Whereas it’s lovely to work outdoors in beautiful, sunny weather (PRO), it’s safe to say that none of us live in an area that is comfortable all the time.  At one time or another, we all face uncomfortable environmental factors, which can feel exaggerated when we’re painting outdoors (CON).  Heat, cold, wind, precipitation, blowing dust or sand, dripping trees, and a variety of insect life can easily put a lid on an otherwise pleasurable outing or threaten the integrity of our work.  In cold weather, paint stiffens, water freezes, and our fingers, toes, and ears go numb.  In warmer weather, we may more likely be affected by sudden showers, wind gusts that can topple an easel, and insects that bombard us and become embedded in our work.  Yet, where else but outdoors do we have the opportunity to observe so closely or so directly the colors of our immediate environment under natural lighting conditions (PRO)?

Whereas a studio can provide both controlled climatic conditions, as well as controllable lighting conditions, the sun is a continuously moving light source, and scudding clouds can exacerbate the problem of rapidly changing shadow patterns (CON).  So wise painters discipline themselves (PRO) to preplan and follow compositional studies carefully to avoid “chasing the light” as the light-and-shadow patterns shift.

And although studio work, based on previously painted studies or photographs, can provide a broad choice of preselected views from a wide range of locations, working on site, en plein air, gives us flexibility to choose specific views, from an almost unlimited variety of angles, and both size and dimensions of the compositional field within the available locale (PRO).  We are also unconsciously more inclined to integrate non-visual sensual impressions from our environment into our work (PRO).  And although we cannot control the immediate climatic or lighting conditions within our locale (CON), painting on location does provide incentive to explore the same scene in a variety of lighting and atmospheric conditions (PRO) without limiting ourselves to some expected, idealized view.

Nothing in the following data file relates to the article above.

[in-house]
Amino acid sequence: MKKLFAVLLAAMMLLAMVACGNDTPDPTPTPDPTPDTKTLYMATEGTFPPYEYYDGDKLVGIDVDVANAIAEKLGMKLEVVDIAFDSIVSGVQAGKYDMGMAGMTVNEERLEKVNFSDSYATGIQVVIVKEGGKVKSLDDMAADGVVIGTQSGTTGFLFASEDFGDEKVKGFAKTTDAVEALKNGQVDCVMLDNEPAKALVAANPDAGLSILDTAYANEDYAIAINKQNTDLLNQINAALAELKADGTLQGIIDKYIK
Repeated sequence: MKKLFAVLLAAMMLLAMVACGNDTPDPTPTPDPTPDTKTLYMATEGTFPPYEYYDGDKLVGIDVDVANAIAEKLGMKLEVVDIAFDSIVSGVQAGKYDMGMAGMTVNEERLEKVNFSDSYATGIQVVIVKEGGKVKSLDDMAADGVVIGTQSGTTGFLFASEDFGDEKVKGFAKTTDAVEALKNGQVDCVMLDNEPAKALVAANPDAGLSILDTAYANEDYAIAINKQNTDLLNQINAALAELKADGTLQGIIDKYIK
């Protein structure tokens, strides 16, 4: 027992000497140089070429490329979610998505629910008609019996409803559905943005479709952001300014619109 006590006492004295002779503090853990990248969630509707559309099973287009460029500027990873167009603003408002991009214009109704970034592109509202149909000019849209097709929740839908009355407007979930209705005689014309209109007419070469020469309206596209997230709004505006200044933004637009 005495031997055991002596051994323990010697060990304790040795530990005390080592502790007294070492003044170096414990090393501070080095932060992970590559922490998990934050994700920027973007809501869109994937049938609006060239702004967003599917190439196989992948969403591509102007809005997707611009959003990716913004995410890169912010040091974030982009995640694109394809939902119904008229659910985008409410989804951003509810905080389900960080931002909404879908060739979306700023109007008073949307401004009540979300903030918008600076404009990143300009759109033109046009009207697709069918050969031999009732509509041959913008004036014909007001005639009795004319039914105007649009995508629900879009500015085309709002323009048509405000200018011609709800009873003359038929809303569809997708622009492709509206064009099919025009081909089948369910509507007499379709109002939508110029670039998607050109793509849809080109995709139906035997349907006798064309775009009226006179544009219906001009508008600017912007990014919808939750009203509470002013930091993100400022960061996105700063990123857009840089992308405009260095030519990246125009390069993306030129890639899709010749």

Breaking away from studio reference photos also frees us to view an area in ways we haven’t previously considered and to interpret it “with new eyes”.  It gives us incentive to seek beauty even in the seemingly mundane or in elements of life that others might even consider ugly.  It stretches us spiritually, emotionally, and intellectually, and opens our hearts to quite literally see the world differently (PRO).